VIDEO RELEASE: Merkley Underscores Importance of Climate, Environmental Justice, and EPA Rebuilding in Appropriations Subcommittee Hearing With EPA Administrator Regan

WASHINGTON, D.C. – Today, Oregon’s U.S. Senator Jeff Merkley—who serves as the chairman of the Senate Interior, Environment and Related Agencies Appropriations Subcommittee—convened an appropriations hearing to discuss the crucial need to provide the U.S. Environmental Protection Agency (EPA) with the robust FY22 funding it requires to tackle America’s urgent problems of climate chaos, environmental injustice, crumbling water infrastructure, and plastic pollution.

Testifying before the Subcommittee was EPA Administrator Michael Regan.

“President Biden received a resounding mandate from the American people to get to work building the foundation our families and communities need to be healthy and thrive. That foundation must include environmental justice, clean air, clean water, and a plan to tackle climate chaos,” said Chairman Merkley. “I look forward to continuing to work alongside my colleagues and this administration to ensure that those investments become a reality, so that every American—regardless of the color of their skin, their zip code, or their income—can breathe clean air, drink clean water, and know that our environment is being protected for future generations.”

During the hearing, Chairman Merkley voiced support for the $1.8 billion in climate and environmental justice efforts included in President Biden’s EPA budget proposal—much needed annual funding to complement the one-time investments proposed in the president’s American Jobs Plan. The president’s proposed budget for EPA included a 6-fold increase in staffing at the EPA’s Office of Environmental Justice, and $140 million in grant funding for environmental justice initiatives by non-profits, states, tribes, and research institutions.  In addition to those initiatives, Merkley supports the administration’s request for additional resources to support the agency’s air programs, including the Clean Air and Climate program, toxic chemicals program, and enforcement and compliance programs.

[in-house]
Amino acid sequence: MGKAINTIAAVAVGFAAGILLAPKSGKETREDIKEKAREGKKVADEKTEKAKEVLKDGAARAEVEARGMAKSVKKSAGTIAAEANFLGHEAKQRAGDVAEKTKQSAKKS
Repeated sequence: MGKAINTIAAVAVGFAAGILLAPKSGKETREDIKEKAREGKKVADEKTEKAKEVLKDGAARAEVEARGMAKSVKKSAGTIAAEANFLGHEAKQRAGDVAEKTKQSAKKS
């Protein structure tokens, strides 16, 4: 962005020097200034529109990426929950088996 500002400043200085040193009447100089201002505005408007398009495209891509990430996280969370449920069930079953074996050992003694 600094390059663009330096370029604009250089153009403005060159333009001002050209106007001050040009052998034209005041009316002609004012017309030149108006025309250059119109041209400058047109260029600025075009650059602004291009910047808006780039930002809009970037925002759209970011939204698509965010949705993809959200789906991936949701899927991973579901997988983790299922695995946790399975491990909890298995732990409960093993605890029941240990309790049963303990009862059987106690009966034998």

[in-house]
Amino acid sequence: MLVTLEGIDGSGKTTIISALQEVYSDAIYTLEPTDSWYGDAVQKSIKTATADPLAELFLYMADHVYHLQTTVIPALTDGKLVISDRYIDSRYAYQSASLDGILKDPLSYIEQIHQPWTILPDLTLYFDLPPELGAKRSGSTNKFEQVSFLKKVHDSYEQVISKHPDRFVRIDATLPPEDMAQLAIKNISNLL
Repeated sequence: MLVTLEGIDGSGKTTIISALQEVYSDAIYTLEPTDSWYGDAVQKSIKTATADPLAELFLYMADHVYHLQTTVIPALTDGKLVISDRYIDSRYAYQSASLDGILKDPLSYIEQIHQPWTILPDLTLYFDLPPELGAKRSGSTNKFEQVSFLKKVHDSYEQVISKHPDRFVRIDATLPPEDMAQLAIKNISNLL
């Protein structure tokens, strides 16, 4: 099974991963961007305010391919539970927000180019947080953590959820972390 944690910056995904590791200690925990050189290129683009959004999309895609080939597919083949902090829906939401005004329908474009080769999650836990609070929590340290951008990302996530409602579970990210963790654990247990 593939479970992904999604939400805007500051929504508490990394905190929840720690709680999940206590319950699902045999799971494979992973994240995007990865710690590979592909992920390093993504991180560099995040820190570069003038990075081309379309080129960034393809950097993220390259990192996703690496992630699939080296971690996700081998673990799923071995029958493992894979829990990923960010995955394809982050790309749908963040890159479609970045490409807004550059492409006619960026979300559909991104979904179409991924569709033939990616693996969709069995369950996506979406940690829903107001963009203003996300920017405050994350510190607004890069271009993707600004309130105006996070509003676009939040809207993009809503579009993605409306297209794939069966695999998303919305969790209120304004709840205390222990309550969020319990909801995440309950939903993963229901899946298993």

Chairman Merkley also made the case for rebuilding EPA following years of budget and staff cuts that hobbled the agency’s ability to carry out its mission. To that end, Merkley pressed during the hearing to build agency capacity through steps like the administration’s proposal to increase staff levels by 1,000—a portion of workforce lost over the last decade—to help ensure the agency can tackle urgent challenges like climate, crumbling water infrastructure, and plastics pollution.

A video recording of the hearing is available here.